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CTDO Magazine

Assumptions Can Lead to Problems

Friday, January 14, 2022

My predeterminations were far from reality and taught me to never discount the full scope of technology conversions.

My task seemed straightforward: Lead my team in replacing an outdated learning request system using new technology. On the surface, it appeared transitioning systems would be easy, and that's how I approached it.

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But the reality was that it wasn't a short conversion from one database to a new platform. Instead, it was a major development project that included adding functionality and complexity, reporting, and data elements. The project I anticipated taking a few weeks ended up taking more than six months. From that experience, I learned to never underestimate a conversion project and assume it will be simple.

Making the switch

The company was moving all request systems to the new platform. That meant my talent development team's learning request system was also moving.

The current system followed a demand-driven approach—employees submitted learning requests for development projects as their needs arose. They could request new learning development, revisions or maintenance, or general support.

After we received a request, we would reach out to the requestor and conduct an intake meeting and front-end needs analysis to validate the request. That initial contact was generally within 72 hours of the individual submitting the request.

The new system was an out-of-the-box solution, and my team wasn't the first in the company to transition to it. That led me to believe the switch would be an easy conversion.

I couldn't have been more wrong, and I should have approached the change as if my team and I were building a new solution. My initial thought was to convert the existing intake process, using the same questions and fields from the originating system, into the new one. That would be quick and done with.

However, as my team and I progressed into the development and learned about the new software, we discovered that it offered many functions we didn't have with the older system. For example, the new system could automatically pull in information from the active directory, saving time for both the requestor and my team. The system also uses an automated email workflow to alert the manager of new requests.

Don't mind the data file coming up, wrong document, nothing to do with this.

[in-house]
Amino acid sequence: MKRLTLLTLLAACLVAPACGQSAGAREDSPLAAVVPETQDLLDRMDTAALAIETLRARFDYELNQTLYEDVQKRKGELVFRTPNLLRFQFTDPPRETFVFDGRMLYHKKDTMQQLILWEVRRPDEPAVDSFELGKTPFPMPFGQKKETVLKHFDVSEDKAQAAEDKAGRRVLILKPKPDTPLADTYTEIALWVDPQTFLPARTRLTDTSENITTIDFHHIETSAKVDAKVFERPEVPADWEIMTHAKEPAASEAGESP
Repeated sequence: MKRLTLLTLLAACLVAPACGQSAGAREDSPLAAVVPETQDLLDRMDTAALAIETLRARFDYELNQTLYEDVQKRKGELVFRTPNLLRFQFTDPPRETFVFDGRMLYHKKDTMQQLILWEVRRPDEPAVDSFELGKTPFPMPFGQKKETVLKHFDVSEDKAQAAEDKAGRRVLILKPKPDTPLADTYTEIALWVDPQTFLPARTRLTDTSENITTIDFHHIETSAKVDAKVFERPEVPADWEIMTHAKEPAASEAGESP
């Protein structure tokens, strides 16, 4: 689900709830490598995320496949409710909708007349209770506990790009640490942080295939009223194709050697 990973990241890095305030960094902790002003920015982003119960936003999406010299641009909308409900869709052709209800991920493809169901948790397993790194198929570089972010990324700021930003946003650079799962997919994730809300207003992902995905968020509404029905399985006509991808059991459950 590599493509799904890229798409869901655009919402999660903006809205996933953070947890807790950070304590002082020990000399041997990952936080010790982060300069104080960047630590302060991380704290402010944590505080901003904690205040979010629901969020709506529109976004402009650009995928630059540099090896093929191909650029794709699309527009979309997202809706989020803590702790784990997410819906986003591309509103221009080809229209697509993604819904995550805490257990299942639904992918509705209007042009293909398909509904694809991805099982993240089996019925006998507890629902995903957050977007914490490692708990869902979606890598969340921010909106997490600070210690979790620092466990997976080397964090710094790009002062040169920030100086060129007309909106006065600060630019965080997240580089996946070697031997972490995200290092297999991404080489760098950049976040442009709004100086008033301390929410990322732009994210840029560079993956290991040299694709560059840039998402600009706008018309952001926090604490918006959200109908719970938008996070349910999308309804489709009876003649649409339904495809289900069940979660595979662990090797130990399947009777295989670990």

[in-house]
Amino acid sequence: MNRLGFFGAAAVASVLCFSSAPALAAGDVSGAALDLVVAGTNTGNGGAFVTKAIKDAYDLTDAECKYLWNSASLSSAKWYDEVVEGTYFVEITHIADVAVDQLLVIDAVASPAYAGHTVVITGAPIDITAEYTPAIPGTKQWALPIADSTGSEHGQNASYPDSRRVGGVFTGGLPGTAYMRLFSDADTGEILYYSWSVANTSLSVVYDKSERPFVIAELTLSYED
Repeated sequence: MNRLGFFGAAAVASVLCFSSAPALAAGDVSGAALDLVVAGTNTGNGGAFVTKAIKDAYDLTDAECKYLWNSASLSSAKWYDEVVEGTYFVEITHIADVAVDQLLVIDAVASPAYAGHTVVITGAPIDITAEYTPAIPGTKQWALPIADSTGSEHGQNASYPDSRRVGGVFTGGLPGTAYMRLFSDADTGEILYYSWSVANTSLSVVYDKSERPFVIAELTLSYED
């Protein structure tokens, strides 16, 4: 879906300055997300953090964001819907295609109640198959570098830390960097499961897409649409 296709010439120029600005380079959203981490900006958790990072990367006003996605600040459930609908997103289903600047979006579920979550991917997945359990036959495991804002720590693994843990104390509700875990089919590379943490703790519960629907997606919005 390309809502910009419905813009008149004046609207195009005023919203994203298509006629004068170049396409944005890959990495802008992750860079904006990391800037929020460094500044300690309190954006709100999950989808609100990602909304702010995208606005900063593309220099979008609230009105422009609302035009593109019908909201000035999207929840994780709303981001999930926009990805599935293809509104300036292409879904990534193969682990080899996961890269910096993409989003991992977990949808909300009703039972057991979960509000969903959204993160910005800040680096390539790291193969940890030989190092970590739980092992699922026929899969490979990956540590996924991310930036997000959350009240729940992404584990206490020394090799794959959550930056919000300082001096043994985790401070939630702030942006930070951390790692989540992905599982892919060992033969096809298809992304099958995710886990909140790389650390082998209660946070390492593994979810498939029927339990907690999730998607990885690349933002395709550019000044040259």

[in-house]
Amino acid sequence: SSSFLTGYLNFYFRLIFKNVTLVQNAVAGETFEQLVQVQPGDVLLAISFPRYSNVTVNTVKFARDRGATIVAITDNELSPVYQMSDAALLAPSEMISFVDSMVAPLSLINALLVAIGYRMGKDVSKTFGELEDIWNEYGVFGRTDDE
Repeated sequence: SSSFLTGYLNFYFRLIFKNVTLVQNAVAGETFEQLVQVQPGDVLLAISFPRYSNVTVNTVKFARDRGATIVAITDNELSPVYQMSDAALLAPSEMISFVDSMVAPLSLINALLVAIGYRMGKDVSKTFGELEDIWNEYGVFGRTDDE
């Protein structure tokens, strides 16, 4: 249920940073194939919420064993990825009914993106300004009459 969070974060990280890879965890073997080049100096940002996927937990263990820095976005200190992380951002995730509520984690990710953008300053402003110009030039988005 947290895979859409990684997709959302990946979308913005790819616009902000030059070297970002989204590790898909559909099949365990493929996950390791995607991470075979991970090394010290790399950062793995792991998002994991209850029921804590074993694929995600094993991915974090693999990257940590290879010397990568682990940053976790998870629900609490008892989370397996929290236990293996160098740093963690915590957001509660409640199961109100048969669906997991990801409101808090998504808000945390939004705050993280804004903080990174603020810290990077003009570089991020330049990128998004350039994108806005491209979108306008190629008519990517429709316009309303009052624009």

Given those new insights and abilities, my team and I decided it was worthwhile to expand and grow the project. We added considerable functionality to the system.  

But that came at the cost of extending our development timeframe. I significantly underestimated how much time we would need to identify our needs and complete the programming.

We also faced learning the new technology and processes; managing the change; and collaborating with requestors and the business. We ultimately were forced to launch without sufficient documentation and training for our end users.

Because it was a replacement, we didn't have as many shortcomings as could be expected. But we did lack training and documentation at launch; still, end users and instructional designers were able to overcome that. The team learned on the go as we started receiving learning requests and processing them.

Lessons gained

My team and I learned practical lessons related to the specifics of changing systems. For example, I now know that a solid design is always required when developing a new system. The better I outline the design, the faster and more accurate the system build will be.

I also found that a strong partnership between the learning team, end users, and the development team is important to ensure all voices are heard and design considerations understood.

Multiple touch points between all users and the talent development team was necessary to succeed in the system build and launch. We continue those touch points now as we expand our knowledge of the system's abilities and improve its functions.

However, I also learned personal lessons as a leader through all of this. I cannot assume that I know what a project will entail with only surface-level details. I need to ensure I've asked questions and gathered the full scope of a project. That includes uncovering the abilities and limitations of both the system and the team developing it at the onset to avoid misunderstanding system capabilities at launch.